If you haven’t seen a wildebeest crossing in person, trust me, no documentary will ever do it justice. It’s like trying to capture the enormity of the Himalayas in a photograph, or the feeling of flying in a hot air balloon from a video. They’re unlike anything you’ve seen before. Every crossing is unique and filled with mystery, suspense and adrenaline-pumping action worthy of a Bruckheimer film, and all to often, the morbid thrills of Jaws.
The show was about to begin.
At least I was pretty sure it was. Over the last hour there had been a few false starts. Tentative hooves touched the Mara River more than once, only to recoil and run as if the water was on fire, leaving a cloud of dust in their wake. In the bush when you’ve grown up as a favorite food group, it pays to be paranoid.
I was on a Wild Eye photographic safari in Kenya’s Mara Triangle, sharing a land cruiser with a couple from Australia, Paul and Elise McCulloch, and our Kikuyu guide and driver, Sammy. A large herd was on the far side of the river and slightly upstream from where we parked with our cameras ready, eyes glued to our viewfinders. It was the McCulloch’s first crossing (first safari too) and I was anxious to see their reaction. They loved the sightings we had in the first 24 hours: giraffe, zebra, ostrich, a rare pangolin, but I knew this would blow them away.
To cross, the wildebeest would have to navigate a gauntlet of rock-strewn rapids. Carcasses littering the stones, some bloated and split from decay, others as stiff as upended mannequins, spoke of the dangers the wildebeest faced. Every now and then the wind would change and we’d get a whiff of the foul, gag-inducing stench.
Wildebeest crossings are one of nature’s most astonishing life and death dramas. Each year, from July through October (give or take a few weeks), millions of wildebeest journey during the Great Migration from Tanzania to Kenya and back again, chasing the rain and the grass that grows in its wake. Snaking through the countryside, the Mara River is a daunting obstacle the wildebeest must cross in their search for food, risking injury, or death by drowning, crocodiles or opportunistic lions and leopards that lay in wait. The migration is a giant moveable feast that predators count on again and again.
And the wildebeest crossing begins!
A single wildebeest shot through the air, its front hooves tucked neatly under its chest, its powerful, spindly legs propelling it 10 feet into the river. That’s how it usually begins, one brave leader becomes the Pied Piper for the rest of the herd and they all follow.
Nearly at a stampede, the herd rushed forward, the first 20 or 30 leaping into river like the first as if they were competing for height and form, water splashing high into the air as they hit the water. Afterward, it was no holds barred into the drink. A mass of horns and hooves they moved forward, next to and on top of each other. Their low, nasal honks merged into one continuous deafening hum. Twenty minutes passed and the herd kept coming, barreling through the water until every last one was on the other side. Wet and bedraggled, they plodded off to find a place to graze.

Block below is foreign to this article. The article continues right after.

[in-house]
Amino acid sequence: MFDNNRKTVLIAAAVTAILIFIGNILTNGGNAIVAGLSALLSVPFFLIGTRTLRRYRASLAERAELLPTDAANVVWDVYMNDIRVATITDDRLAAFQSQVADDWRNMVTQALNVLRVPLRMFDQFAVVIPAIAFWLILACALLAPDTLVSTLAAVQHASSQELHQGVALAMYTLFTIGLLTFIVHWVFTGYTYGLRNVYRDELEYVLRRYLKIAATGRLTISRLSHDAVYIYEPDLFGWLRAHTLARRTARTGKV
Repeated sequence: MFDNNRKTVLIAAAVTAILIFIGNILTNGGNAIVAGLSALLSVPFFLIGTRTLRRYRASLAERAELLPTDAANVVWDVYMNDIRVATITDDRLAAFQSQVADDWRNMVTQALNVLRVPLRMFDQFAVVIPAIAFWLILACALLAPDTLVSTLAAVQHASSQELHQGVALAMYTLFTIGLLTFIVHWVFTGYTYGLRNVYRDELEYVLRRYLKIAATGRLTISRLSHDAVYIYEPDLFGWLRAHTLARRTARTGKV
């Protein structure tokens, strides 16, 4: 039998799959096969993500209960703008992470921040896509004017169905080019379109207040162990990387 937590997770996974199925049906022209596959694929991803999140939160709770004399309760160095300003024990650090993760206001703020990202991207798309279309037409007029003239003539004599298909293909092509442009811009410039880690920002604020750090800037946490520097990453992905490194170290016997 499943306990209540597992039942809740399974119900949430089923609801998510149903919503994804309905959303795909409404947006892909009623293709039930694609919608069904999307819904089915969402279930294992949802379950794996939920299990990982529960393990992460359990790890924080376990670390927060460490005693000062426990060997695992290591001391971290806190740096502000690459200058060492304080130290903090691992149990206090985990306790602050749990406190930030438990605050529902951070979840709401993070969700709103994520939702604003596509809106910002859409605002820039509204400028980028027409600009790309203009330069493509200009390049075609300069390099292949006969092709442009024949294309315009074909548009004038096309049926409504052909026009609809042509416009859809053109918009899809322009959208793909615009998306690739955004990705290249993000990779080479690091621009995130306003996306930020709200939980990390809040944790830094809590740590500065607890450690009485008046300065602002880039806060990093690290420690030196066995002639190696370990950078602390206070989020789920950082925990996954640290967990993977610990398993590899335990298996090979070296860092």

On another day, farther south, we stopped at an entry point that multiple small herds were using to cross. Crocodiles were out in full force, callously pulling the wildebeests under, one after the other. You could see their massive heads cut through the water like a shark fin as they locked on to their target. You could see it coming and yet you could do nothing but watch with a sense of dread. It was nature in its cruelest form. I was a mix of emotions. I hated the idea that an animal was going to die, but I couldn’t deny that I was also fascinated by the spectacle that is the circle of life.
Something new every time
“I think he’s trying to commit suicide,” I said to no one in particular.
Between crossings, a loan wildebeest headed towards the water, its herd nearby but not in tow, with a stride that looked as if he was on a mission. What I couldn’t figure out was why? Less than 10 feet from the edge of the river was a 16-foot croc at least 3 feet wide, floating in plain sight. “No. Stop! What is he doing?”Didn’t he see the razor-sharp teeth hovering a stone’s throw away?
The wildebeest strolled into the water without a moment’s hesitation, the predator disturbingly close on his left. The croc shifted in parallel with the wildebeest’s path, revealing even more of its gargantuan frame. And still the impassive wildebeest ambled on. He was the oblivious pedestrian, headphones blaring, unaware that a speeding car was about to mow him down.
At first the croc moved slowly, sadistically allowing his prey to believe the other side was almost within reach. Then at the last second he propelled himself forward, quickly closing the space between them. Da-dum. Da-dum, Da-dum. The soundtrack from Jaws thoughtlessly escaped from my lips and I cringed with embarrassment. Within seconds, the croc submerged, grabbed hold of its quarry and with barely a splash, the wildebeest vanished.
For a long moment I sat staring at the circular ripples in the water where the wildebeest had been. My hands were cramped and sweaty from clutching my camera to tightly—my heart was still pounding. In the end, I chose to believe he took one for the team. You know, one less hungry crocodile more lives saved, and not just an idiot.
They’re a heroic lot those wildebeest.
“There’s more coming,” said Paul, pointing to the herd that had wandered in to our left. Adrenaline shot through me. I sat my camera on a bean bag and got ready for the next drama to unfold.
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